New Marlborough — If it ever comes to fruition, it will easily be the biggest marijuana production facility in Berkshire County and one of the larger such facilities in the state.
That’s what’s been proposed for the tiny town of New Marlborough, where there are few businesses and many lonely country roads, and open spaces and older homes are the order of the day.
But the proposal by Oasis Campus LLC to build a sprawling cannabis production facility on 106 acres near Lake Buel and abutting the Sandisfield State Forest has roiled the waters of this normally quiet town.
Click here to read the brief Oasis proposal, which has inspired such opposition that more than 250 residents have banded together to sign a petition to force a vote at a special town meeting to enact a temporary moratorium on cannabis facilities until the town can draw up a set of zoning bylaws to regulate them.
Two meetings will be held on the topic. The New Marlborough Board of Selectmen voted unanimously on Monday to approve a special town meeting on Friday, April 13, to consider the moratorium. Click here to view the timeline leading up to April 13 and see the video below of the selectmen discussing and approving it on March 5:
And next week, on Monday, March 12, at 6 p.m. in Town Hall, the selectmen will hold a special permit hearing and are likely to approve or reject the Oasis application at that time. So the proposed moratorium will not affect the Oasis application, which is already under review and will be acted upon before any moratorium can be approved by voters.
Douglas Newman, whose property abuts the proposed site, an abandoned gravel pit at 1270 Hartsville New Marlborough Road (routes 57 and 183), is one of the opponents, along with Rebecca Schreiber, who organized the petition for the temporary moratorium. The petitioners gathered more than 260 signatures in three days during the President’s Day weekend.
Newman is one of four abutters who have been active in opposing the project. A fifth, Mark Carson, is a member of the New Marlborough Planning Board and has recused himself from involvement in the process.
The planning board would negotiate and approve a site plan if indeed the selectmen, who are acting as the permitting authority, approve the special permit request. Click here to view Oasis’ initial site plan. Oasis CEO Joshua Seitz says his plan is to buy the property if the special permit is approved and then rent it to a cannabis production company.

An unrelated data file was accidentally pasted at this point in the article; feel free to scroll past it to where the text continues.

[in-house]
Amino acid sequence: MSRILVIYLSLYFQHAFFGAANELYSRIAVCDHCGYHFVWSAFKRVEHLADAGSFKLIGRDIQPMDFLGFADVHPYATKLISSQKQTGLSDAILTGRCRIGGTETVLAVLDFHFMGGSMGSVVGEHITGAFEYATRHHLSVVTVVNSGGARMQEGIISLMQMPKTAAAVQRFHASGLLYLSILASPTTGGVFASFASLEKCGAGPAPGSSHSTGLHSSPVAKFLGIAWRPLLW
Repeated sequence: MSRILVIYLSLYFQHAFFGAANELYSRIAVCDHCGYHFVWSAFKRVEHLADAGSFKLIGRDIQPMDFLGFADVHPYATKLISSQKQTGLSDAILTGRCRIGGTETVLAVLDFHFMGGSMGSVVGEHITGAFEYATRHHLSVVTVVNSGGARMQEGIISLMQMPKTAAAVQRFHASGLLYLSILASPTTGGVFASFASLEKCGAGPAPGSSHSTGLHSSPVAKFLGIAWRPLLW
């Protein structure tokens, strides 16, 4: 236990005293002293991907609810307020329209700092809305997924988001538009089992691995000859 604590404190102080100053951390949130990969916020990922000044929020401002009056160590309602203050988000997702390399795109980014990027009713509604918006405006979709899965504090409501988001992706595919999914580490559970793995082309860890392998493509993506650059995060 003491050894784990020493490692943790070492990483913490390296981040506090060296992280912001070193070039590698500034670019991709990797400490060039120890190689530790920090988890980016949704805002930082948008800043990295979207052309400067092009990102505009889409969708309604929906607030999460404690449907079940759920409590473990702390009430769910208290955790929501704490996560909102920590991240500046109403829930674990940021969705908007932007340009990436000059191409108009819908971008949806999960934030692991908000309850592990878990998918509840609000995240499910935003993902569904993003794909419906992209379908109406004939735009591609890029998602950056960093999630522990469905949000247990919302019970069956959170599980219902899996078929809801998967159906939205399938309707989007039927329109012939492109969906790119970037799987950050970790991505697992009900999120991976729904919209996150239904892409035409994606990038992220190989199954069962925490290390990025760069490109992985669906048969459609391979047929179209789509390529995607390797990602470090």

“This proposal is to put in a light industrial manufacturing complex that will be over 100,000 square feet,” Newman said in an interview. “It’s larger than the average Walmart.”
Newman said the 100-acre-plus site, which is essentially an abandoned gravel pit currently owned by O’Connor Brothers of Canaan, Connecticut, is nonetheless “surrounded by residential homes.”
Newman emphasized that he is not opposed to the cultivation of cannabis and that he is not reacting to the proposal in NIMBY fashion because he would be opposing it any place in town where it wouldn’t be a good fit.
In addition, Newman is concerned about the high water usage of the hydroponics operation on the proposed facility and its impact on a fragile ecosystem that includes spotted salamanders.
“I don’t see how this can be beneficial for the neighborhood,” Newman said. “It’s not appropriate.”
Andrea Taylor, a part-time resident who, with her husband Mike, has owned a weekend home for four years near the site, told The Edge the topic has “been a rallying point that’s generated an enormous amount of online discussion,” most notably on the invitation-only Maggie’s List, a Google group started by town resident Debra Herman.
Taylor said the town of New Marlborough and its people, both of which she described as “very welcoming,” have a long history of valuing their connection to the land. She has had her well tested and it came up remarkably pure. And the nighttime sky is so void of extraneous light that one can see thousands of stars when there is no cloud cover. She wonders what the sky will look like after the cannabis production company builds the state-mandated security systems required of all such facilities.
“I think the people of New Marlborough very much value their connection to the land and so, while there are plenty of people who have concerns about how the town can continue to function well financially, I still feel the overall sense is that people want to keep an environment that helps us stay close,” Taylor said in an interview. “This type of manufacturing facility doesn’t mesh with that underlying love of the land.”
Taylor added that there are too many questions raised by the proposal and that “the application is so sparse in detail that I don’t see how the town in good conscience could approve it.”
New Marlborough resident Daniel Doern has written an analysis of the Oasis application. Click here to read it. Doern has argued that the selectmen are obligated by the town’s protective zoning bylaws and by its open space and recreation plan to reject the special permit application in its current form.
Doern, an architect by training, noted that the town only has one zoning district, called “Town Residential,” and that the “only uses permitted by right are agriculture, single-family residences, religious or educational facilities (subject to restrictions), municipal buildings, and very few small scale commercial uses.”